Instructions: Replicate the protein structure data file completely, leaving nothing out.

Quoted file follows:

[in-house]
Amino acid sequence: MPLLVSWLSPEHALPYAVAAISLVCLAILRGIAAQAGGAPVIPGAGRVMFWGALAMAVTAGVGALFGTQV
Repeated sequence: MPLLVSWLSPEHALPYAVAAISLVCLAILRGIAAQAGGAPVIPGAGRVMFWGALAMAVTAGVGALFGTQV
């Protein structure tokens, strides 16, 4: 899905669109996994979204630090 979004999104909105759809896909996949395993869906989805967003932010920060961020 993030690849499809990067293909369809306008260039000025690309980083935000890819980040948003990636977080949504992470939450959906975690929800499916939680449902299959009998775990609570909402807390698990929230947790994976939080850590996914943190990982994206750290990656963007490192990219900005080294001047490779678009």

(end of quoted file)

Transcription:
[in-house]
Amino acid sequence: MPLLVSWLSPEHALPYAVAAISLVCLAILRGIAAQAGGAPVIPGAGRVMFWGALAMAVTAGVGALFGTQV
Repeated sequence: MPLLVSWLSPEHALPYAVAAISLVCLAILRGIAAQAGGAPVIPGAGRVMFWGALAMAVTAGVGALFGTQV
């Protein structure tokens, strides 16, 4: 899905669109996994979204630090 979004999104909105759809896909996949395993869906989805967003932010920060961020 993030690849499809990067293909369809306008260039000025690309980083935000890819980040948003990636977080949504992470939450959906975690929800499916939680449902299959009998775990609570909402807390698990929230947790994976939080850590996914943190990982994206750290990656963007490192990219900005080294001047490779678009």